The Allman Brothers Band

Allman Brothers Band Gets the Creek Moving

By: Hisham Salama
For: The Technician

This concert included more music than any one person could handle for a night, or even an entire weekend. If you missed the Allman Brothers this year, don’t let it happen next fall.

Friday night marked the 15th year The Allman Brothers Band played at Walnut Creek, and the band has yet to leave a crowd unsatisfied. Southern rock legends Lynyrd Skynyrd, who were supposed to open the show, cancelled due to guitarists Johnny Van Zant’s health. The band’s absence left the stage for jam veteran moe..

If you have not heard moe., picture the rock and jam genius of Phish and the catchy sound of Widespread Panic all rolled up into one. The group is typically described at the hybrid of rock and jam. moe. began its 90-minute set at 6:30 p.m. to a more youthful crowd and didnĂ­t lose its energy until the final note.

moe. opened the set with the upbeat song “St. Augustine.” This spurred dancing and twirling among the crowd and the youthful voices sang the lyrics back to the band throughout the set. Older members of the audience did not approve of the dancing that occurred and kept requesting the “dancers” to sit down or move. Neither happened. You have to understand, a live moe. concert is going to get you moving.

Midway through the first set, a long segue occurred at the end of “Tailspin” before thwarting into a 25-minute version of “Timmy Tucker” — during which no member of the audience left his seat as it was one of the smoothest jams moe. has performed.

Other highlights from moe. included a vocal jam by guitarist Chuck Garvey, which resembled Peter Frampton’s “Do You Feel Like We Do.” Only Chuck took Peter to school during his vocal jam, which you would have to hear to believe.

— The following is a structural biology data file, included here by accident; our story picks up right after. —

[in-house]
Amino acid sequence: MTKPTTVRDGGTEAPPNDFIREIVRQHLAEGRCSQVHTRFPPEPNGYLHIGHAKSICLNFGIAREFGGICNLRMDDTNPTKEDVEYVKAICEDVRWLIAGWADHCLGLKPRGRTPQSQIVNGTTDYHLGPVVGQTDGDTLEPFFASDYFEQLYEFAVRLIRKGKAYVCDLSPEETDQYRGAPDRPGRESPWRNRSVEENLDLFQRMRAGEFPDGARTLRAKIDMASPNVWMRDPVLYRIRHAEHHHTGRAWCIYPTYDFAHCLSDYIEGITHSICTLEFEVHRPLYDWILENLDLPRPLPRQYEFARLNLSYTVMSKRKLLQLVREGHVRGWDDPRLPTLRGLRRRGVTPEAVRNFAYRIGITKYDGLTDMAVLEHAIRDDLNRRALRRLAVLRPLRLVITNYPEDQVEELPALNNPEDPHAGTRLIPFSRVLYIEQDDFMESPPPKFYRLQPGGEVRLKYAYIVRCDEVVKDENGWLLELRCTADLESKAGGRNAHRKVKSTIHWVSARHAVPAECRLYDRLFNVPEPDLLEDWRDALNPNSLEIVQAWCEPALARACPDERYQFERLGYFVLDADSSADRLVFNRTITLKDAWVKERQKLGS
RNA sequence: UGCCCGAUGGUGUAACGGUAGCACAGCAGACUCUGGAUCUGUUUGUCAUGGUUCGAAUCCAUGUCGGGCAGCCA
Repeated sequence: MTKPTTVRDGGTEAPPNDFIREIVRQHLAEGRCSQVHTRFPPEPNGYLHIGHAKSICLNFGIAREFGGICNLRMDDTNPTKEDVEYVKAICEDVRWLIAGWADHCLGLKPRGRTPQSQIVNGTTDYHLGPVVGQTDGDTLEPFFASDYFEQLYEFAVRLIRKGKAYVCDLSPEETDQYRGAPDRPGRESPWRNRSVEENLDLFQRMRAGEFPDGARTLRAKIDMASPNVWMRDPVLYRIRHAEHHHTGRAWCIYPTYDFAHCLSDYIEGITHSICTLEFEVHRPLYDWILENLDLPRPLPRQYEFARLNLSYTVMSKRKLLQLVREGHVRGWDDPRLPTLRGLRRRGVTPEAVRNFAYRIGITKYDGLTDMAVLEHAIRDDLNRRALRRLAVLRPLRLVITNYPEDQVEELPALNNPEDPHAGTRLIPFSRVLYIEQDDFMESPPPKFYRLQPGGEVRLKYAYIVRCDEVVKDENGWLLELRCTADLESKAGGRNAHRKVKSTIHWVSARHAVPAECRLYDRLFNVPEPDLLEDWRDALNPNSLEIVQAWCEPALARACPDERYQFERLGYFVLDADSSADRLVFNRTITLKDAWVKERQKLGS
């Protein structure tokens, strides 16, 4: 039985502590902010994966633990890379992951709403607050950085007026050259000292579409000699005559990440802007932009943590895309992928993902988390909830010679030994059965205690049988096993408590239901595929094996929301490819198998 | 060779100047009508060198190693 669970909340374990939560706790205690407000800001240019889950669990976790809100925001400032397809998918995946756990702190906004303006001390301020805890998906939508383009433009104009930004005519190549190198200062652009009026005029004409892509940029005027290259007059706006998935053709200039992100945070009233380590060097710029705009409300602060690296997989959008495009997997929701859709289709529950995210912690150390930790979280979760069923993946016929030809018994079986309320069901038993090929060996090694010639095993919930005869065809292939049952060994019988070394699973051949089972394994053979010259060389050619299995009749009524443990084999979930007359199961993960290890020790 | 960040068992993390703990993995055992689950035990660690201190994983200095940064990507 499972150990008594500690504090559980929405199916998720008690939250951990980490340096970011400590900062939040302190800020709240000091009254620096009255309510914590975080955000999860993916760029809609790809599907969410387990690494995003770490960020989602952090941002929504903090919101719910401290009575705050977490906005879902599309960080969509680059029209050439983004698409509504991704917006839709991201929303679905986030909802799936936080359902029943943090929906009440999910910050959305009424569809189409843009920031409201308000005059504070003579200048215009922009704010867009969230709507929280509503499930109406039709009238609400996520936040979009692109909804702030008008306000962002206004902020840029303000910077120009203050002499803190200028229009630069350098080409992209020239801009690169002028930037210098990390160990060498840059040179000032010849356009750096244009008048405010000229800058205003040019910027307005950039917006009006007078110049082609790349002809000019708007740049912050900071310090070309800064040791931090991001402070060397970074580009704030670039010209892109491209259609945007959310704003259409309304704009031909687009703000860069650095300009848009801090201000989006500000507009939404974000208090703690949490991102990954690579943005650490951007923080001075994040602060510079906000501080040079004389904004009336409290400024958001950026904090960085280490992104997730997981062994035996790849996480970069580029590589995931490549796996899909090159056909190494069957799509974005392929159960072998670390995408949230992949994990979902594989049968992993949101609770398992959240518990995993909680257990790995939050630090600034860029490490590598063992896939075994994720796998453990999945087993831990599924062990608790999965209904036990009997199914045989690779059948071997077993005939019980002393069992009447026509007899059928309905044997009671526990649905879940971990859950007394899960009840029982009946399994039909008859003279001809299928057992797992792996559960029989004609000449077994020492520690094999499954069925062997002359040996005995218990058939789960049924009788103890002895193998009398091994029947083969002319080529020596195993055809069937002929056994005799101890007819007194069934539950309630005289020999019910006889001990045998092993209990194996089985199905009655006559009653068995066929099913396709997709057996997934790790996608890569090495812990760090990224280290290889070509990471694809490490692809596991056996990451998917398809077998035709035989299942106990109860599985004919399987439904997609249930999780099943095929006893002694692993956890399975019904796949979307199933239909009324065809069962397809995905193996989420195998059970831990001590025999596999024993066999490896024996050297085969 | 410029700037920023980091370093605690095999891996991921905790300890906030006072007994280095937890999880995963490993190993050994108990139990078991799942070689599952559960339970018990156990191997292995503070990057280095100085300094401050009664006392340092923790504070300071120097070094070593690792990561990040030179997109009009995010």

After the set it was safe to say the crowd was ready for the mix of blues, country and rock that Allman Brothers fans have enjoyed for more than 30 years.

The Allman Brothers opened with a bluesy version of “Hot ‘Lanta” and while playing the first song, I knew the rest of the night would be a treat. Each member was given a short solo; mind you, the band currently has seven members.

Derek Trucks, who is one of the finest guitar players of our generation, put on a spectacular show for the crowd. He uses no pick and could easily keep pace with Jimi Hendrix or Trey Anastasio — all while making it look easy. Throughout the night, Trucks played his solos gracefully, adding his talent to the already-brilliant Allman Brothers lineup.

The surprise of the night came when bassist Oteil Burbridge began playing the bassline to the Grateful Dead’s “Franklin’s Tower.” The Allman Brothers played the song note-for-note and even added its own twist on the jam.

After “Franklin’s Tower,” Gregg Allman came from behind the keys and picked up a guitar to play “Melissa.” The weather and atmosphere added to the beautiful sound the song already encompasses, and Allman’s voice still sounds superb.

Toward the end of the night, the Allman Brothers also put its own twist on the infamous “Leave My Blues at Home,” which consists of a jam using only percussion. The 20-minute-plus jam consisted of all three Allman percussionists and a rotating tempo style. The video screens were switching on beat between percussionists, while the on-stage video screen was kept in beat, and the images moved to the changing tempo.

The night ended with an encore of “Southbound,” which was no coincidence. After the show the Allman Brothers headed to Atlanta where they played Saturday night.

This concert included more music than any one person could handle for a night, or even an entire weekend. If you missed the Allman Brothers this year, don’t let it happen next fall.


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